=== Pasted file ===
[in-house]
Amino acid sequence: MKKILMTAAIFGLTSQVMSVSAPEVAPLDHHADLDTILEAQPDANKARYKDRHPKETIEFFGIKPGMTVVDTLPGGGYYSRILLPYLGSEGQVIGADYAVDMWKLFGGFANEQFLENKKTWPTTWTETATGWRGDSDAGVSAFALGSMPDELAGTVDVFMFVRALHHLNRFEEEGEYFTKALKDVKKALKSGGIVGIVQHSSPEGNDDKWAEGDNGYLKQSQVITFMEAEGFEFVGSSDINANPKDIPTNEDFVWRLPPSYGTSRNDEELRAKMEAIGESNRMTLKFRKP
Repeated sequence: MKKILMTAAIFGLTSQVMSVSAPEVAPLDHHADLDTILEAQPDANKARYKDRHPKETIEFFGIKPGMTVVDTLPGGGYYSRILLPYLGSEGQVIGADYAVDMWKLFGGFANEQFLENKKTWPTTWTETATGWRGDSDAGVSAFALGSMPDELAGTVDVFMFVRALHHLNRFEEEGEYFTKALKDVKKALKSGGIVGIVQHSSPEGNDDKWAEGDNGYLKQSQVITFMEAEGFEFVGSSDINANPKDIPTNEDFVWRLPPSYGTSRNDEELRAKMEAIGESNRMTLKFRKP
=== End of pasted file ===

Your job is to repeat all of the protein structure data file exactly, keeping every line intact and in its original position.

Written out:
[in-house]
Amino acid sequence: MKKILMTAAIFGLTSQVMSVSAPEVAPLDHHADLDTILEAQPDANKARYKDRHPKETIEFFGIKPGMTVVDTLPGGGYYSRILLPYLGSEGQVIGADYAVDMWKLFGGFANEQFLENKKTWPTTWTETATGWRGDSDAGVSAFALGSMPDELAGTVDVFMFVRALHHLNRFEEEGEYFTKALKDVKKALKSGGIVGIVQHSSPEGNDDKWAEGDNGYLKQSQVITFMEAEGFEFVGSSDINANPKDIPTNEDFVWRLPPSYGTSRNDEELRAKMEAIGESNRMTLKFRKP
Repeated sequence: MKKILMTAAIFGLTSQVMSVSAPEVAPLDHHADLDTILEAQPDANKARYKDRHPKETIEFFGIKPGMTVVDTLPGGGYYSRILLPYLGSEGQVIGADYAVDMWKLFGGFANEQFLENKKTWPTTWTETATGWRGDSDAGVSAFALGSMPDELAGTVDVFMFVRALHHLNRFEEEGEYFTKALKDVKKALKSGGIVGIVQHSSPEGNDDKWAEGDNGYLKQSQVITFMEAEGFEFVGSSDINANPKDIPTNEDFVWRLPPSYGTSRNDEELRAKMEAIGESNRMTLKFRKP